Tuesday, April 19, 2011

An Expedia for Development?

Will the successful aid agency of the future look more like Expedia – a platform on which users can make their own choices – and less like the travel agent of yesterday, experts to whom the public was willing to delegate decisions?
That is Owen Barder, writing about the transformative impact that transparency of information - in conjunction with new technology - will have on international aid.  No one has better insights into this topic than Owen.  Two points bear particular emphasis:

a) Information from beneficiaries and users about project execution and quality is key to motivating real change.  Much of the effort to date has focused on releasing information about spending rather than results.

b) Donor agencies are not best placed to decide the format of data reports.  The most effective data tools will be created by others using raw data provided by the agencies.  In that context, I was pleased this week to attend the ceremony announcing the winners and runners up of the World Bank's Apps for Development contest.

You can read more from Owen on this topic here.

Monday, April 18, 2011

When Users = Funders

If there’s a bug in EpiSurveyor, our paying users will email us until it’s fixed, sometimes several times.  Or more. 
A few months ago, I met Joel Selanikio, founder of DataDyne, a non-profit "social business" that creates mobile data and communication tools, primarily for public health.  Joel is a practicing pediatrician and former CDC epidemiologist who has seen the power of good data in improving health and saving lives.  Yet poor data collection leaves huge gaps in health care, especially in developing countries.  Instead of just accepting these gaps as a fact of life, Joel did what entrepreneurs do: he set out to do something about it.  

Like many social entrepreneurs, Joel has had his challenges with funding from fickle foundations.  Though DataDyne's basic product is free to promote wide dissemination, Joel was forced to introduce fees for higher-end tools to help cover costs.  Datadyne has generated some revenue from these premium tools, but maybe even more important has been the customer feedback the company is now getting.

I asked Joel to describe the unexpected outcome of his fees, and here is what he told me:

From Joel Selanikio, CEO of DataDyne
At DataDyne, we create software to support public health and international development. Our mobile data collection product, EpiSurveyor, is the most widely used such software in international development, with users in more than 170 countries.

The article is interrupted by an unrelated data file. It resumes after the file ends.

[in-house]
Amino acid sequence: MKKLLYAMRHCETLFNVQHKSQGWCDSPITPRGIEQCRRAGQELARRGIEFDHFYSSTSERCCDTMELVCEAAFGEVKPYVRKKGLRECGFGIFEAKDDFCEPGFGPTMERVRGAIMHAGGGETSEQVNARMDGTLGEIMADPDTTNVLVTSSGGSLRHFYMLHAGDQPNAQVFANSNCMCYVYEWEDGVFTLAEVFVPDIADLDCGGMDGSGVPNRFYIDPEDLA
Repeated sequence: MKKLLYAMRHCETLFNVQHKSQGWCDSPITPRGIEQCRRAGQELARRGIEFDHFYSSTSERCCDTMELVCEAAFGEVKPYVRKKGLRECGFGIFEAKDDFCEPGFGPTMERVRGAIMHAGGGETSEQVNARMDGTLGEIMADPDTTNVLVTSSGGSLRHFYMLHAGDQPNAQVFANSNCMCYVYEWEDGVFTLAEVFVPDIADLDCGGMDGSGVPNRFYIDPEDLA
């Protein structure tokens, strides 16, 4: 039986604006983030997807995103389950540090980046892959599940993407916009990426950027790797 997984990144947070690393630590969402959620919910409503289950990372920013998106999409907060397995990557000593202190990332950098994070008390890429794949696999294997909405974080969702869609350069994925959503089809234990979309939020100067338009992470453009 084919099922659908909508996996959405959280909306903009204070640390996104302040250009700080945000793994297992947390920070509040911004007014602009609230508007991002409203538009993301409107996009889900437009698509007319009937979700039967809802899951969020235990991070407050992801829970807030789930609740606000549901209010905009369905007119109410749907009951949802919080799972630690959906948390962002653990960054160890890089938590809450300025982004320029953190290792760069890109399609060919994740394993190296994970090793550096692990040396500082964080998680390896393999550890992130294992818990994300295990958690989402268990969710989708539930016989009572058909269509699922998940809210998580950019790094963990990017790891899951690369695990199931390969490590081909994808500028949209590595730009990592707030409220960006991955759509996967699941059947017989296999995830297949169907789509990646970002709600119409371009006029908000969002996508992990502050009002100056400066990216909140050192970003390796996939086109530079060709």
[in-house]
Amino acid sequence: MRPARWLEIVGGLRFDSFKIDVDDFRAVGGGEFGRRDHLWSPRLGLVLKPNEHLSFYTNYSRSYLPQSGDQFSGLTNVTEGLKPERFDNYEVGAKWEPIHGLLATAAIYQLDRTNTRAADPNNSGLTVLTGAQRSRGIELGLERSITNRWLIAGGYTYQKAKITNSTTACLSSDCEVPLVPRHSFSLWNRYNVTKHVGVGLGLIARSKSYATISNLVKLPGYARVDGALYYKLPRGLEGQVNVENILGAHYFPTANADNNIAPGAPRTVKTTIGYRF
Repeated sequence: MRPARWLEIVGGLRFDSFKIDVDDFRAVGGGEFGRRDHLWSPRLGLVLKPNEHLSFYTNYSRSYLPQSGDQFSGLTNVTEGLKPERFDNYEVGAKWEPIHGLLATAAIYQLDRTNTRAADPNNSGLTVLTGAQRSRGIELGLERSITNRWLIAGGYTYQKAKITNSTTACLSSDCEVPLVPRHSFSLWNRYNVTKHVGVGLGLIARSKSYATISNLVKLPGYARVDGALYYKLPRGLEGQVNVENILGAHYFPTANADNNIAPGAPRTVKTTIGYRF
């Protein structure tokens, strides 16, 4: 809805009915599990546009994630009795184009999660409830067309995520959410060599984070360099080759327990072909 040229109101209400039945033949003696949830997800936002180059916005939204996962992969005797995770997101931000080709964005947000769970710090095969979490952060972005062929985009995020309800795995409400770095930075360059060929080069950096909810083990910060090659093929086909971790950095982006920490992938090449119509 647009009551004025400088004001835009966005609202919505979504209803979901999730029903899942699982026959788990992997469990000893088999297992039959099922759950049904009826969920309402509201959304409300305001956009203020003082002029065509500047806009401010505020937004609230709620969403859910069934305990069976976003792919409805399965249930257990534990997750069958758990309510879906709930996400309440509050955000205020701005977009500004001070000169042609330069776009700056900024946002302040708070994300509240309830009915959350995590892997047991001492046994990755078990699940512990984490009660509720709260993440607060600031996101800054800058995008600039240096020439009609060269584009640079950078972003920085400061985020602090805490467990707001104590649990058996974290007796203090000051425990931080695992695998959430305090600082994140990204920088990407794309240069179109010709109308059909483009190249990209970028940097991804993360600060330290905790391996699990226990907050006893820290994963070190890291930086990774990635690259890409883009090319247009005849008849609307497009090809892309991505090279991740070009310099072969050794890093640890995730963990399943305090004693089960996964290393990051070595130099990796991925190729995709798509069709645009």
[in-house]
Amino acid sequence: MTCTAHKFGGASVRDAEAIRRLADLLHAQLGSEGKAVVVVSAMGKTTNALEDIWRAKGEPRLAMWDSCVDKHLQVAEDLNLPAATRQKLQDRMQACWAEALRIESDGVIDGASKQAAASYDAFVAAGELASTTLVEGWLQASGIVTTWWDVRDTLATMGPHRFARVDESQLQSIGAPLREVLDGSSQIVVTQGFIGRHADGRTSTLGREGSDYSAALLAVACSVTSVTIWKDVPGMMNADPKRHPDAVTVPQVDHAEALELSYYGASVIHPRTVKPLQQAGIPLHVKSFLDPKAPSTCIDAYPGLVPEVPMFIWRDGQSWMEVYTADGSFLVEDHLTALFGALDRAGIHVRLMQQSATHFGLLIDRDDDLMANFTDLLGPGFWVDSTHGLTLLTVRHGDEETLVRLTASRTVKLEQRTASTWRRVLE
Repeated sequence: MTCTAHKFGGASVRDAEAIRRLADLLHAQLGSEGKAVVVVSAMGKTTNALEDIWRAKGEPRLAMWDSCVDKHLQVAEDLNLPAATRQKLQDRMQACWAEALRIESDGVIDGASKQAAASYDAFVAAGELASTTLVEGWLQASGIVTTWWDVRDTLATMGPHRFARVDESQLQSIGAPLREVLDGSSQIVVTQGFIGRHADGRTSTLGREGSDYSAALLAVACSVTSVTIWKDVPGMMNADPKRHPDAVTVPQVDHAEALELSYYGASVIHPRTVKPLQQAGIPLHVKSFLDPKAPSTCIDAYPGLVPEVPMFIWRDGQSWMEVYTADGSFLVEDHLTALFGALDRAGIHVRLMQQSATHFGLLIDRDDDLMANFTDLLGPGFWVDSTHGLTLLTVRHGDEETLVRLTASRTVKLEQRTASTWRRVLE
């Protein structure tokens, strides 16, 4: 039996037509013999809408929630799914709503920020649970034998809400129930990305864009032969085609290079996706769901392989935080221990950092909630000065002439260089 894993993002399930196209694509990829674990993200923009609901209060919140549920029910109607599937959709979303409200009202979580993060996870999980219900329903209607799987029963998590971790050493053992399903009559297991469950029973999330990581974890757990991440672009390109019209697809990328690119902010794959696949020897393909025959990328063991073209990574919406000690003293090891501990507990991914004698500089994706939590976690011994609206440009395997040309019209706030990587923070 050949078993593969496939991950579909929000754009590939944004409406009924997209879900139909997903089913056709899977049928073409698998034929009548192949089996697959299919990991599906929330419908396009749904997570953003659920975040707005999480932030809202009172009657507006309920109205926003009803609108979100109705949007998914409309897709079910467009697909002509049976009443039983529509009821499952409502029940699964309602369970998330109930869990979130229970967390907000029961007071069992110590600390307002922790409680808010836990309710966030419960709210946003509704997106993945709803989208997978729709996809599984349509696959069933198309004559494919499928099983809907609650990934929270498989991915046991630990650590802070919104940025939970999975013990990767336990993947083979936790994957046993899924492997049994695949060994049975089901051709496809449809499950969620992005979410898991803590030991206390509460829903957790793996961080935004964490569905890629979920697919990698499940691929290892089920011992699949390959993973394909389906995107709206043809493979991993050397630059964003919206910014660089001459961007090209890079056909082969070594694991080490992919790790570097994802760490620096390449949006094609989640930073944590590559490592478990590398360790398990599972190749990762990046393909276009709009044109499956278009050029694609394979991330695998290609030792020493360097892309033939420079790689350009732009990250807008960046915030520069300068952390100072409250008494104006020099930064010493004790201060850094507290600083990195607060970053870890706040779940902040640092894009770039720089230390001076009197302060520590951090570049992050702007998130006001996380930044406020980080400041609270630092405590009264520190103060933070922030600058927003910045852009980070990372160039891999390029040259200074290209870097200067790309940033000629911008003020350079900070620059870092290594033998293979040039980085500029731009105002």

Making them pay  
We got this far with funding from great organizations like the United Nations Foundation and the Vodafone Foundation, but at a certain point we realized that we needed to diversity our funding in order to make sure we were truly sustainable (it can be pretty precarious depending on one or two grants to survive!). After much thought, about a year ago we decided to start using the “freemium” pay model, where you give away a basic version of the software and charge for a higher-end version. 
This approach is controversial in international development: many foundations only fund tech projects if the software is given away for free – even though the mobile phone, the most successful technology of all time in poor countries, is itself sold to the poorest people on earth, not given away. And even though many organizations using our technology have millions of dollars in funding. 
Our results are promising:  within 2-3 years our sales revenue will be enough to sustain us completely. After that, we’ll be able to provide excellent and affordable mobile data collection software to every single organization in the world that wants it (EpiSurveyor is a web application, so it scales really well). Without more grants. 
Who’s the boss?  
Revenue and sustainability turn out to be only part of the benefits of the charge-the-user model: since we started charging some of our users, our user feedback has increased tremendously. It turns out that if someone is paying for something, they feel they have the right to criticize (and we agree). 
If there’s a bug in EpiSurveyor, our paying users will email us until it’s fixed, sometimes several times.  Or more. 
If there’s a feature they want, we hear about that, too. And because we get more and more of our revenue from users, rather than foundations, our very survival as an organization is now dependent on responding to the needs of those users. As they say in business: “if you don’t please the customer, someone else will.” 
The bad proxy  
This is all very different from being supported by grants, because when your money comes from a foundation your survival depends on pleasing the foundation – not necessarily the users.  And people at foundations, who are as motivated and well meaning as I like to think I am, are nonetheless a poor proxy for what health workers on the ground in sub-Saharan Africa want or need (for example).   The organizations that are now our customers, and that use EpiSurveyor to collect their critical data, are likely to be a better proxy because they’re our users and funders, not just our funders.  Not a perfect proxy, but better: they use the software themselves, and they know when it needs improvement. 
The educated-consumer model  
As our funding model changes, and we take our marching orders directly from users, it’s made me think about how the source of funding can affect the quality of a development project.  Foundation grants surely have a role to play: we never would have gotten to the revenue-from-users stage without seed grant money. Long-term, though, I believe it is better for sustainability and quality if at least a subset of the users pay for the services provided.